Geoexchange technology works similar to a reverse-cycle air conditioner, except instead of relying on electricity, the system uses ground water as a 'heat source' or 'heat sink' to heat or cool the home.
While outdoor temperatures fluctuate from winter to summer, the below ground temperature remains at a relatively constant 20 degrees year-round.
To make the most of this constant temperature, ground water is sourced from the aquifer and piped into a geoexchange unit in the garage of the home. Within this unit a heat transfer occurs between the water and the air, effectively using 'free energy' from the ground.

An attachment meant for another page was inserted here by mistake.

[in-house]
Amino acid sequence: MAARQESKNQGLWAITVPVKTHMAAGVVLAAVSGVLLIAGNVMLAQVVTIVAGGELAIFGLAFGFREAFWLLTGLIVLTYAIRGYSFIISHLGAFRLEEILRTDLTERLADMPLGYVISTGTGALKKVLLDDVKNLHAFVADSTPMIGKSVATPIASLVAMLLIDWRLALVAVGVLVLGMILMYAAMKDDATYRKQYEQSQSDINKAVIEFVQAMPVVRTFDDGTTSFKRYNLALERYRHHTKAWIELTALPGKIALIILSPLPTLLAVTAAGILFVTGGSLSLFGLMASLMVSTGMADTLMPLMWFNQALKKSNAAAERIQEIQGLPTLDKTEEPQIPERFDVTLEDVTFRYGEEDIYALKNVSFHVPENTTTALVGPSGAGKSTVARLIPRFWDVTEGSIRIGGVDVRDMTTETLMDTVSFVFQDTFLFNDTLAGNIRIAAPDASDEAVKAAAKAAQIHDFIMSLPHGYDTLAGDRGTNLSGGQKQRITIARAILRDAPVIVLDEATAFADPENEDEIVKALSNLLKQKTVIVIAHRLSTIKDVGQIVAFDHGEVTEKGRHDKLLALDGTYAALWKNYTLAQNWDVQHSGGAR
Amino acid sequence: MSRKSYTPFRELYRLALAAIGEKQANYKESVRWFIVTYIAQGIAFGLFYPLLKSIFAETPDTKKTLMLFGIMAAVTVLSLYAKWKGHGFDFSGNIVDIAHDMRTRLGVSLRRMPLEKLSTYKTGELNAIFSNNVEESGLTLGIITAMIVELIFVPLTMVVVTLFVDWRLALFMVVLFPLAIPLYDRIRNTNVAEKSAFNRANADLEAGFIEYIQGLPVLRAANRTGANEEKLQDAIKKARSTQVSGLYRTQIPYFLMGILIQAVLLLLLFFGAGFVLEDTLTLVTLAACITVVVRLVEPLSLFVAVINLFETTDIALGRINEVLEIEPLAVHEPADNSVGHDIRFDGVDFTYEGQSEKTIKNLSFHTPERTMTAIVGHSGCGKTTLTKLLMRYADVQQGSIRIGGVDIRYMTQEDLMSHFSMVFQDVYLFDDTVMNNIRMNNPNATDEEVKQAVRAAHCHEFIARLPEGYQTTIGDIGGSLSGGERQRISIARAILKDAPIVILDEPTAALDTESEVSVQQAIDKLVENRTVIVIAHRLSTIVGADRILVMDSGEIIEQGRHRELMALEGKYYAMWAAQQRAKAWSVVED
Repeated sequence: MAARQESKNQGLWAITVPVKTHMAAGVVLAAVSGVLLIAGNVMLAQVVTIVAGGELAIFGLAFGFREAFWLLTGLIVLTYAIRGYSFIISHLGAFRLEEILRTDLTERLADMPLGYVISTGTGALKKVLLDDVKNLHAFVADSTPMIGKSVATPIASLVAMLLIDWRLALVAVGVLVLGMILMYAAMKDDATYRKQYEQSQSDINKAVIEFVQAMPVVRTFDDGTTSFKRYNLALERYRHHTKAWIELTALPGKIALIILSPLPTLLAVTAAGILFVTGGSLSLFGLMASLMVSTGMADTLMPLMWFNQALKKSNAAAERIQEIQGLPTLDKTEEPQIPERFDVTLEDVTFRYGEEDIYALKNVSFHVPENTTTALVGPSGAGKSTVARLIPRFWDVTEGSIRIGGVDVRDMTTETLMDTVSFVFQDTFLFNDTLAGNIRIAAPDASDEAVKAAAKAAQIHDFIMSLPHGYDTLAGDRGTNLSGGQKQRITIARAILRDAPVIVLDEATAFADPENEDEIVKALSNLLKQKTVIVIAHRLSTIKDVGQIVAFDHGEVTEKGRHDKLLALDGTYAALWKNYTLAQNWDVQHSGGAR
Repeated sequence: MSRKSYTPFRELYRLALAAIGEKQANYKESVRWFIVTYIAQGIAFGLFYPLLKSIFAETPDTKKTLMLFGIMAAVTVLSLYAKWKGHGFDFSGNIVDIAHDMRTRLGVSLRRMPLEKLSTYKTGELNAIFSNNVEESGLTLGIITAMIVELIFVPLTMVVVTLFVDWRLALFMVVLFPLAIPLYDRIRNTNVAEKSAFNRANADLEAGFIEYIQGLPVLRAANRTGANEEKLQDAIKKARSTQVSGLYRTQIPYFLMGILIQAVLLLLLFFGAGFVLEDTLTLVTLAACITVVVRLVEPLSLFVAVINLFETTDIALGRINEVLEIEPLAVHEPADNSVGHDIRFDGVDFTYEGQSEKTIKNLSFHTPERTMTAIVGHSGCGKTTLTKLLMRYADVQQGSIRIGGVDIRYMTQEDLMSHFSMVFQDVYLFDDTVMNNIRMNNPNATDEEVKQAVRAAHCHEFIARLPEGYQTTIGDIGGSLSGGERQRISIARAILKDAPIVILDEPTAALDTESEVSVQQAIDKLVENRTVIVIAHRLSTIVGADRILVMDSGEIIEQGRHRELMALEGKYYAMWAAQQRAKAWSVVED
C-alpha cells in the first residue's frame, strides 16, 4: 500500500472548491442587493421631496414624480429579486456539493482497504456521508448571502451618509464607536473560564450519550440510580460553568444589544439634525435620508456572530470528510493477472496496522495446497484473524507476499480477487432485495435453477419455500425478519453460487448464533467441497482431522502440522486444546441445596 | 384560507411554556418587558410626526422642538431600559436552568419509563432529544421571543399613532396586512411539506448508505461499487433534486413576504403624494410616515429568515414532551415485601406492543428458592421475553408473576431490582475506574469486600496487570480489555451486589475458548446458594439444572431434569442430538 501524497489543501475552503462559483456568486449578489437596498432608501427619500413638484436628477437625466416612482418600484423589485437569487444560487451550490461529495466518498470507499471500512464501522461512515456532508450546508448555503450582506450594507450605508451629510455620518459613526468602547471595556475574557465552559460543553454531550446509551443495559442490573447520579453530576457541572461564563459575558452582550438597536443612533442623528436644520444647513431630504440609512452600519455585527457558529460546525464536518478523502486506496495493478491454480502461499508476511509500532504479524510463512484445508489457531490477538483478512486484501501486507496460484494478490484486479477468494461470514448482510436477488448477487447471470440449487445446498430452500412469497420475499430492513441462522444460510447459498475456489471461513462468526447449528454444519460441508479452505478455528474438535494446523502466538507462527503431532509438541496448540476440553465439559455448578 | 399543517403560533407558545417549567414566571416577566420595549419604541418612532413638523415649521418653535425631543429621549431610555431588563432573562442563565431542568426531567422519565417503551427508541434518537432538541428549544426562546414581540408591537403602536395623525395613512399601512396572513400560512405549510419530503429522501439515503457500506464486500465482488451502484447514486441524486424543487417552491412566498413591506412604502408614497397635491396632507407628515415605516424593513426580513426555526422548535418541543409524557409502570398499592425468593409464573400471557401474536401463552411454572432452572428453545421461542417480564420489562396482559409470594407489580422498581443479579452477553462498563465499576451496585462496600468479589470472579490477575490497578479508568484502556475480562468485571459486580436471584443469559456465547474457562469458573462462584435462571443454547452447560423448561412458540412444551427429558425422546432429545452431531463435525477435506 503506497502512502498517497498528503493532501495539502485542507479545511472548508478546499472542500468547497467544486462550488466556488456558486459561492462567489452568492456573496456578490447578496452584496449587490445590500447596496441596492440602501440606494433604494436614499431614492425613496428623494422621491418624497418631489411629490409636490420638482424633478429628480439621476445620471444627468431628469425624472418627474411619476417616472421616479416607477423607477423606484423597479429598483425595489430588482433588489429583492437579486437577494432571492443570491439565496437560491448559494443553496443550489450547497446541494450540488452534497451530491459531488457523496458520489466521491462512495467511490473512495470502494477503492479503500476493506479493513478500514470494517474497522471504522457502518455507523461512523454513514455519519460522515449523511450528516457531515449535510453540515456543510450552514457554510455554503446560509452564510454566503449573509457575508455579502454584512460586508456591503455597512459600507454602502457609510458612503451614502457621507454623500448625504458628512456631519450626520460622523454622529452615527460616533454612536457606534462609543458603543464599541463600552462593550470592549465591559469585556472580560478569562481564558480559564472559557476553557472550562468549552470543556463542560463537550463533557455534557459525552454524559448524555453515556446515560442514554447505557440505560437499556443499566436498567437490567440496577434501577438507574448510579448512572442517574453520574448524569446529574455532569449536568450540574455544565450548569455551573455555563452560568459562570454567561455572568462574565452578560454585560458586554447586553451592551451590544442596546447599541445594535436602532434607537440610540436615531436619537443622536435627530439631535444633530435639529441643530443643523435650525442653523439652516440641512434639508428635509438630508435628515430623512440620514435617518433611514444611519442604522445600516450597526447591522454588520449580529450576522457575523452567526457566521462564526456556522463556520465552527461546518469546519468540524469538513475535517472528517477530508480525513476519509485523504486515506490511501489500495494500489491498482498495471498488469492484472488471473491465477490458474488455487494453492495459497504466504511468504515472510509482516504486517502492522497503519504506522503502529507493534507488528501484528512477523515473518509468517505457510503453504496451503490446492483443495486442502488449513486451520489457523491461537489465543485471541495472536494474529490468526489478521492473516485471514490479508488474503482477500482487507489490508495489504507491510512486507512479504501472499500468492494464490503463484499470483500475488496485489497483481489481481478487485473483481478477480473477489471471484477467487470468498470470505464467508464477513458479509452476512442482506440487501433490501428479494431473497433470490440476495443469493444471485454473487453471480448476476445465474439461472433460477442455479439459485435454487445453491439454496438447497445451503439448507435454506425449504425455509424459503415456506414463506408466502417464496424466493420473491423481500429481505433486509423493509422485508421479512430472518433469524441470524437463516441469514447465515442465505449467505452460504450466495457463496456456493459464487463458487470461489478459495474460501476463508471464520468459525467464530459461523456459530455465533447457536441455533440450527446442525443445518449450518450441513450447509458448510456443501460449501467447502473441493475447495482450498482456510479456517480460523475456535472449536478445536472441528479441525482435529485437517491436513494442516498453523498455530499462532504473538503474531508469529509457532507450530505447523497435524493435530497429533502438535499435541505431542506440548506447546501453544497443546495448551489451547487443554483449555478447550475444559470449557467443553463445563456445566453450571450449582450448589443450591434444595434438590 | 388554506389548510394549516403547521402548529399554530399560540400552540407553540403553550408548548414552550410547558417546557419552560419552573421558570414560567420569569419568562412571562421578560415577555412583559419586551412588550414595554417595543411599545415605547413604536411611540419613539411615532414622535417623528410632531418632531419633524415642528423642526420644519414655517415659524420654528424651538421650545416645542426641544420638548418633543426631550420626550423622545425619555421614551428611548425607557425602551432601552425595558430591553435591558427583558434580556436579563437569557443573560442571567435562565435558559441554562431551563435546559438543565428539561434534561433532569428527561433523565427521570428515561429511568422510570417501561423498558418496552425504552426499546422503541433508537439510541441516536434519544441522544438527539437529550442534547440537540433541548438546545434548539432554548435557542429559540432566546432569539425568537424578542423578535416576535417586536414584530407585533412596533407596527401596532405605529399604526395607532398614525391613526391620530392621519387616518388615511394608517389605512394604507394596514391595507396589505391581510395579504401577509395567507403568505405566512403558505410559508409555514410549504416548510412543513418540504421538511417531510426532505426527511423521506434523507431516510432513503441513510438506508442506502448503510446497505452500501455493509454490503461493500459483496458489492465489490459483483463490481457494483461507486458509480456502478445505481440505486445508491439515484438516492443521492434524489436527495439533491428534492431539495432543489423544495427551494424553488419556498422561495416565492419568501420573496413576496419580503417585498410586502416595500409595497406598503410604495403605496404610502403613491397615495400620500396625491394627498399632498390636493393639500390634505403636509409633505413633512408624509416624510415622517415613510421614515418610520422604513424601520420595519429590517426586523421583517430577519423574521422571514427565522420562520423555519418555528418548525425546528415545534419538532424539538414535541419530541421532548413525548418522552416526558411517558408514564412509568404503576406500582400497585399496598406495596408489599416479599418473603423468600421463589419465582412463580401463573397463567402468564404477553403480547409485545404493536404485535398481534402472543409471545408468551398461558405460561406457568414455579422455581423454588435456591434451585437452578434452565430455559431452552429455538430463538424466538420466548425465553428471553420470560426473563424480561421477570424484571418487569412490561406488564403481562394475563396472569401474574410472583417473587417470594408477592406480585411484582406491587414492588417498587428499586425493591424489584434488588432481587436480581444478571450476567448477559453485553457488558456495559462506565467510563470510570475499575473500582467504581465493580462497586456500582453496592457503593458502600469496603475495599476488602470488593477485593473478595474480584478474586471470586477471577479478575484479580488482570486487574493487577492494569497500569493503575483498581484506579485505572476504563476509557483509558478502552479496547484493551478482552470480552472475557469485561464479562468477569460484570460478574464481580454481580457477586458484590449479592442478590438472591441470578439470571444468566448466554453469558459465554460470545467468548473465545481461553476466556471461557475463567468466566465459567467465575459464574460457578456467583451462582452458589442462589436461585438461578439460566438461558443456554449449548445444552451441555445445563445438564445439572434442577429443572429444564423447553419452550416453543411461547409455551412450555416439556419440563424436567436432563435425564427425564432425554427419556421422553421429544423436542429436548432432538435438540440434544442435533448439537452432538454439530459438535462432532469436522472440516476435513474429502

While some electricity is still required to run the unit, the amount of power needed is significantly less. Initial studies by The University of Western Australia estimates household heating and cooling bills could be reduced by as much as 50 percent.
Check out the video below for more information on what this project is all about.